Reviewer: Myle Yan Tay
Performance: 3 September 2017
The premise of Human+ is simple and ubiquitous in science fiction: a woman is offered a chance to upgrade her body with technology to help combat an incurable disease. She rejects the proposal but she undergoes an operation after she’s left unconsciousness by an accident. This is then followed by scene after scene of tired philosophical ramblings, debating the morality or purpose of this technology.
Dr. McCaine, as played by Prem John, is for the procedure. Dr. Amble, played by Jo Tan, is against. That is where their characterization starts and ends. The actors do what they can but they ultimately feel like mouth pieces for Kamsani to relay his thoughts and concerns on technology, with little consideration for character development or depth. Jovian Nickson, as played by Mitchell Lagos, seems to be more human, but then goes through several massive personality adjustments to suit the trajectory of the plot. Of the four characters, only Kara Andrei, the girl experimented on, played by Shu Yi Ching, has any theatrical signs beyond purely ideological arguments. But even she is swallowed up in the script’s rhetoric when she is literally possessed by a rogue human AI (it is as coherent as it sounds) in a bizarre plot twist that sends her spiralling through dense and clunky monologues.
This is not to say that the issues Human+ explores are not interesting or relevant. But the plot stumbles along, driven by convenience, rather than any character motivation, making for thoroughly uncompelling drama. When any of the four characters’ perspectives change or their lives endangered, there is little to no emotional impact.
This reviewer’s biggest gripe with the production is its medium. No part of this production felt like it was elevated because it was onstage. It could have easily been a short film. The lighting brings little to the performance, the sound effects equally uninspired. There are two sequences where voiceovers are streamed while the actors mime action onstage. These sequences lack any punch or emotional weight, as the audience have disconnected with the characters. What this achieves is to further alienate the audience from an already disjointed production.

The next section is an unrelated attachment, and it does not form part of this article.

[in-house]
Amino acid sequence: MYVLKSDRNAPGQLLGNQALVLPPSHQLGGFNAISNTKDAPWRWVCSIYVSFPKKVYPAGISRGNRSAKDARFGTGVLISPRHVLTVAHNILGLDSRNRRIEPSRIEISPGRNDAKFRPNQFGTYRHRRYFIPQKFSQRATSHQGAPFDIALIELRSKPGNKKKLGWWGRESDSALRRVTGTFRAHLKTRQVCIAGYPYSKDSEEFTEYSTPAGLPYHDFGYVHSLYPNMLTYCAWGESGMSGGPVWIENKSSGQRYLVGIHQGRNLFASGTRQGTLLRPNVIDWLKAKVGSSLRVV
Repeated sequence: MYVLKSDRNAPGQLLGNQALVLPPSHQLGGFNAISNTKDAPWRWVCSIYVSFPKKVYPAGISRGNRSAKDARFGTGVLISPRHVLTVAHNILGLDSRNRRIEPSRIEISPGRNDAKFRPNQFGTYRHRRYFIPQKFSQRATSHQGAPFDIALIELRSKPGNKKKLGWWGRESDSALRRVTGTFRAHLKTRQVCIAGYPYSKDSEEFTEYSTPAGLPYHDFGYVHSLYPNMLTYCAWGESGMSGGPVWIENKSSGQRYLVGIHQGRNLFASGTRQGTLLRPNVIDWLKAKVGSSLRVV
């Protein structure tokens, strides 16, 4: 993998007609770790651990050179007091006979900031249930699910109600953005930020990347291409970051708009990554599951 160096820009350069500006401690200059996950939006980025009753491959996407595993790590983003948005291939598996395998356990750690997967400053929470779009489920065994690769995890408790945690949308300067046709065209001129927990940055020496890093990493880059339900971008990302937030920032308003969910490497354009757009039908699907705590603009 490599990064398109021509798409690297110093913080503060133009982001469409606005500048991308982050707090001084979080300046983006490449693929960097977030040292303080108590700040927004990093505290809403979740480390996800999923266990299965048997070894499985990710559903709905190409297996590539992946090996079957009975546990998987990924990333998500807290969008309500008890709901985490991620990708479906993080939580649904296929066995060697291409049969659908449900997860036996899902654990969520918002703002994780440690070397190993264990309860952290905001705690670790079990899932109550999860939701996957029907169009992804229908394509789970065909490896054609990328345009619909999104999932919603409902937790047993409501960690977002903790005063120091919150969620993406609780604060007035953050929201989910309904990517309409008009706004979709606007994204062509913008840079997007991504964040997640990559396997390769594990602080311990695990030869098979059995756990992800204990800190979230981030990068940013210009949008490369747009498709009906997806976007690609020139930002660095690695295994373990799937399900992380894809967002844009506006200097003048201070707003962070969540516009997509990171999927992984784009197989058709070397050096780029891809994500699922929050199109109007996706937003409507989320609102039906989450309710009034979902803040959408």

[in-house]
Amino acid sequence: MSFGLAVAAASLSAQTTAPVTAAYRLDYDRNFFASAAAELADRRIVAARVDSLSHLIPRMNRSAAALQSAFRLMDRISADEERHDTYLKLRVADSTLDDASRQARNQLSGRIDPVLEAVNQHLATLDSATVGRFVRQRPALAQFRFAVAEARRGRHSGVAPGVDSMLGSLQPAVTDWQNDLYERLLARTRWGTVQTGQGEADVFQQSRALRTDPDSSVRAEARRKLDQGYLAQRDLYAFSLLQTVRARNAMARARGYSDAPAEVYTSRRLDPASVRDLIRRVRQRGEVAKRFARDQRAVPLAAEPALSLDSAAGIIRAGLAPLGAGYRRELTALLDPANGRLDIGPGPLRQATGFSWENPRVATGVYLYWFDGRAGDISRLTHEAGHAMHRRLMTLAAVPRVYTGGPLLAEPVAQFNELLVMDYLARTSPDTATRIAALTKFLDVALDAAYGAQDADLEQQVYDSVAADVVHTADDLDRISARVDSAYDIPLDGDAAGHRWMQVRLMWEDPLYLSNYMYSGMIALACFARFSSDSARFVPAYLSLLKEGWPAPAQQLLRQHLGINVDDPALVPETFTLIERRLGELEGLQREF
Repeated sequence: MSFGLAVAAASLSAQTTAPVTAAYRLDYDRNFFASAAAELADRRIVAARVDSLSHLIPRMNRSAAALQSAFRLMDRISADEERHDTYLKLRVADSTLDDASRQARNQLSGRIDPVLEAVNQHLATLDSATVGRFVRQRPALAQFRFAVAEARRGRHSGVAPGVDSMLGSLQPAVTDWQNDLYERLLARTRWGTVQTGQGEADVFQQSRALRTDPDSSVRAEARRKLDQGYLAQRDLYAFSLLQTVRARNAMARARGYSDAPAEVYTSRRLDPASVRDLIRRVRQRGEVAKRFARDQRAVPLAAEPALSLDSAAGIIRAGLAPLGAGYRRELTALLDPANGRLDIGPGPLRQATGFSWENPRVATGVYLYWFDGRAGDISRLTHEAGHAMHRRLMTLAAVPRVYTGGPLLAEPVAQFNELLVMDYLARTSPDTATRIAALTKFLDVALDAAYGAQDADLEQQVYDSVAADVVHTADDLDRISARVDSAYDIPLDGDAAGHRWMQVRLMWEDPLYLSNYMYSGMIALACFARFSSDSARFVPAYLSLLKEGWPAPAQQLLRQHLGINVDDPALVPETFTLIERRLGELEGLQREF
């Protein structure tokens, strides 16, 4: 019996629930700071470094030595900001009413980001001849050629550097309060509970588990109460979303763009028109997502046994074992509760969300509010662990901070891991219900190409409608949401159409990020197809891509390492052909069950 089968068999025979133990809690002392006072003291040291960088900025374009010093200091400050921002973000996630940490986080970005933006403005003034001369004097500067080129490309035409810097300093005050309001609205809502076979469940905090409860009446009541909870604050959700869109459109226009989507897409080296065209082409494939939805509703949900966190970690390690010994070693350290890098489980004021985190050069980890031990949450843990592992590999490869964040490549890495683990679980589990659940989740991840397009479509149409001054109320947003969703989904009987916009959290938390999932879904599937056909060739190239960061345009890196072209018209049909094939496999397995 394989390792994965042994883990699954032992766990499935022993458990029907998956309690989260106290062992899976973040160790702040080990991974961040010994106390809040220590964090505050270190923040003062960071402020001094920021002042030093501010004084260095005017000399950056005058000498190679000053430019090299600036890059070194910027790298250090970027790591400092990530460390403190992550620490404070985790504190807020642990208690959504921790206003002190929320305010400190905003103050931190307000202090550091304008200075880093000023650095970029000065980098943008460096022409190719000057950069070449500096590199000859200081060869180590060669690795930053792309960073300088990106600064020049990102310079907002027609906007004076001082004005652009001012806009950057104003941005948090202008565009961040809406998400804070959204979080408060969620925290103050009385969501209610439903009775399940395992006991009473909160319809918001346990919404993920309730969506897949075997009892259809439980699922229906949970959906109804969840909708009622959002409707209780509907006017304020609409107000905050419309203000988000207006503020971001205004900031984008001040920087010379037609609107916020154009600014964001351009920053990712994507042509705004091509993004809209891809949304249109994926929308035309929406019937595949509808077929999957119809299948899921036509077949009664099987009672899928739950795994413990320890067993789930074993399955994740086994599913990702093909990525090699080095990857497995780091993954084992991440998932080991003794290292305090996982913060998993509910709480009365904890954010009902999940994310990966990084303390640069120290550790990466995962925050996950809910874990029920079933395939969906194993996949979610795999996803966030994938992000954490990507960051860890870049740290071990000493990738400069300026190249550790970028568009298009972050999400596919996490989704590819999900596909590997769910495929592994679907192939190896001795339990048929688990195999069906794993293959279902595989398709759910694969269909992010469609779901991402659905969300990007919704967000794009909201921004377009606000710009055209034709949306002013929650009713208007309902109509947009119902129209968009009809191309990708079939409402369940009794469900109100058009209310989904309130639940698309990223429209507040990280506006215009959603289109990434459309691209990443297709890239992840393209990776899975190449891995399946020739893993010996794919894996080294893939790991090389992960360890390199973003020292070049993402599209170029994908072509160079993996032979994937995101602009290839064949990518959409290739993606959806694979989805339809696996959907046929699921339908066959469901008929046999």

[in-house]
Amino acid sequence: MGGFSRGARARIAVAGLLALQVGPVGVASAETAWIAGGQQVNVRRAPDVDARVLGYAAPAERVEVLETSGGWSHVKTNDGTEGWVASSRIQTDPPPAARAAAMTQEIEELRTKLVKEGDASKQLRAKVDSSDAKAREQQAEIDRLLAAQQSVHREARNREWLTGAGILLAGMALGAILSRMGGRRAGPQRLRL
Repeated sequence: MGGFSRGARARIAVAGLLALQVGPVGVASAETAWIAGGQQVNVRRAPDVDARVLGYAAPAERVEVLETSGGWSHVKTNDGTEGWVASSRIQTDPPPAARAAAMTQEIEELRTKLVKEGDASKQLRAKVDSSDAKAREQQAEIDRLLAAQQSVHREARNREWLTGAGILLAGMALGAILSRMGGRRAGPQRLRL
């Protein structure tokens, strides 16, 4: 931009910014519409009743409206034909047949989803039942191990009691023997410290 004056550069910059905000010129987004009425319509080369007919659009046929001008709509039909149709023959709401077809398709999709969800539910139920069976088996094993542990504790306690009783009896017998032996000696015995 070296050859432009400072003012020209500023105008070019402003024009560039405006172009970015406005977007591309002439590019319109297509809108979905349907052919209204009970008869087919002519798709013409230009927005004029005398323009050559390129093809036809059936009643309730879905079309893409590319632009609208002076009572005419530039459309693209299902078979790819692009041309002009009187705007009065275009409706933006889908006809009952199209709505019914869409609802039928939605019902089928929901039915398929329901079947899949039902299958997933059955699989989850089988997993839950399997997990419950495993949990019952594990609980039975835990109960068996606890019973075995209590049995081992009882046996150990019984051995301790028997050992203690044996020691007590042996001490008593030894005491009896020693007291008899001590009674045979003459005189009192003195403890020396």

These voiceovers also introduce the aforementioned rogue human AI, Akamai, who though voiced with gravitas by Remesh Panicker, is even less interesting than any of the human characters with his super-villain monologues and plans for world domination. Every other message in Human+ is as blunt as Akamai: for example, when asked about her upgrade, Kara responds with a rant about cell-phones and how their potential is wasted on cat videos.
By Human+’s end, this reviewer concludes that the script could have been heavily edited to portray characters rather than embodying arguments. This does more justice to the themes Kamsani wants to explore rather than staging what feels like a flat TV script, forced onto the stage.
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ABOUT THE PRODUCTION
HUMAN+ by Khairul Kamsani
31 August – 3 September 2017
KC Arts Centre
ABOUT THE REVIEWER
Yan is currently studying in Yale-NUS College, where he enjoys spending his free time in far too many productions. Having tried acting, writing, and directing for the stage, Yan looks forward to reviewing. He believes that theatre should challenge both the audience and creators.